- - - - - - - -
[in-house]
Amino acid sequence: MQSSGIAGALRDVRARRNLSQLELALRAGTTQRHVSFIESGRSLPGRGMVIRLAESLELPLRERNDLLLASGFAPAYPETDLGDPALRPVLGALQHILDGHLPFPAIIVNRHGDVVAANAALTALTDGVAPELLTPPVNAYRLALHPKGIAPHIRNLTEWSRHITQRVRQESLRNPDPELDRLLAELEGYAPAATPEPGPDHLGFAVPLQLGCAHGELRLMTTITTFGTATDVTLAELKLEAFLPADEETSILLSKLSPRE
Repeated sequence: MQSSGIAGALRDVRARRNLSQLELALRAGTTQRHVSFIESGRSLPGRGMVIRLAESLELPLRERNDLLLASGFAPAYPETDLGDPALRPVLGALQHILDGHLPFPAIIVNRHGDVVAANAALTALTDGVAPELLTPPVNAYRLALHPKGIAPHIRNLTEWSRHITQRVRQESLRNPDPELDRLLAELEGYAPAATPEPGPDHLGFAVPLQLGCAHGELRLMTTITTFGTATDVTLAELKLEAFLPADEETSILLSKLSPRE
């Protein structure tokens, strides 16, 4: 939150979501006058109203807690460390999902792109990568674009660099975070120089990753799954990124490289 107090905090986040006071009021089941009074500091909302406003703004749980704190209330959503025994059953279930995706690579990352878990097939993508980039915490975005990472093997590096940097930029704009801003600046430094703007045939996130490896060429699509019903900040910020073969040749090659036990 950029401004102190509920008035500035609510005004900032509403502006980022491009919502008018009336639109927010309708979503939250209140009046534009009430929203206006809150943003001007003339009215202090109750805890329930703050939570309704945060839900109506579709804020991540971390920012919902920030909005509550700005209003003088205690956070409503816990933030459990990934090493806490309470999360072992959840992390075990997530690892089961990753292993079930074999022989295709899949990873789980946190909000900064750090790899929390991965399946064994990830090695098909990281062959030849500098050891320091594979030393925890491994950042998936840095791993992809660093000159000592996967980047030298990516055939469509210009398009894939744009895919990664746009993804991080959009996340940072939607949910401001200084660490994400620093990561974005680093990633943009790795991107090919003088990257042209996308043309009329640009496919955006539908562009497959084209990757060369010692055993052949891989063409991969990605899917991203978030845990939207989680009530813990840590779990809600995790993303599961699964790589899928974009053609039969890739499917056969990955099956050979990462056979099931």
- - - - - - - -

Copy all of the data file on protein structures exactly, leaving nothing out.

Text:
[in-house]
Amino acid sequence: MQSSGIAGALRDVRARRNLSQLELALRAGTTQRHVSFIESGRSLPGRGMVIRLAESLELPLRERNDLLLASGFAPAYPETDLGDPALRPVLGALQHILDGHLPFPAIIVNRHGDVVAANAALTALTDGVAPELLTPPVNAYRLALHPKGIAPHIRNLTEWSRHITQRVRQESLRNPDPELDRLLAELEGYAPAATPEPGPDHLGFAVPLQLGCAHGELRLMTTITTFGTATDVTLAELKLEAFLPADEETSILLSKLSPRE
Repeated sequence: MQSSGIAGALRDVRARRNLSQLELALRAGTTQRHVSFIESGRSLPGRGMVIRLAESLELPLRERNDLLLASGFAPAYPETDLGDPALRPVLGALQHILDGHLPFPAIIVNRHGDVVAANAALTALTDGVAPELLTPPVNAYRLALHPKGIAPHIRNLTEWSRHITQRVRQESLRNPDPELDRLLAELEGYAPAATPEPGPDHLGFAVPLQLGCAHGELRLMTTITTFGTATDVTLAELKLEAFLPADEETSILLSKLSPRE
């Protein structure tokens, strides 16, 4: 939150979501006058109203807690460390999902792109990568674009660099975070120089990753799954990124490289 107090905090986040006071009021089941009074500091909302406003703004749980704190209330959503025994059953279930995706690579990352878990097939993508980039915490975005990472093997590096940097930029704009801003600046430094703007045939996130490896060429699509019903900040910020073969040749090659036990 950029401004102190509920008035500035609510005004900032509403502006980022491009919502008018009336639109927010309708979503939250209140009046534009009430929203206006809150943003001007003339009215202090109750805890329930703050939570309704945060839900109506579709804020991540971390920012919902920030909005509550700005209003003088205690956070409503816990933030459990990934090493806490309470999360072992959840992390075990997530690892089961990753292993079930074999022989295709899949990873789980946190909000900064750090790899929390991965399946064994990830090695098909990281062959030849500098050891320091594979030393925890491994950042998936840095791993992809660093000159000592996967980047030298990516055939469509210009398009894939744009895919990664746009993804991080959009996340940072939607949910401001200084660490994400620093990561974005680093990633943009790795991107090919003088990257042209996308043309009329640009496919955006539908562009497959084209990757060369010692055993052949891989063409991969990605899917991203978030845990939207989680009530813990840590779990809600995790993303599961699964790589899928974009053609039969890739499917056969990955099956050979990462056979099931």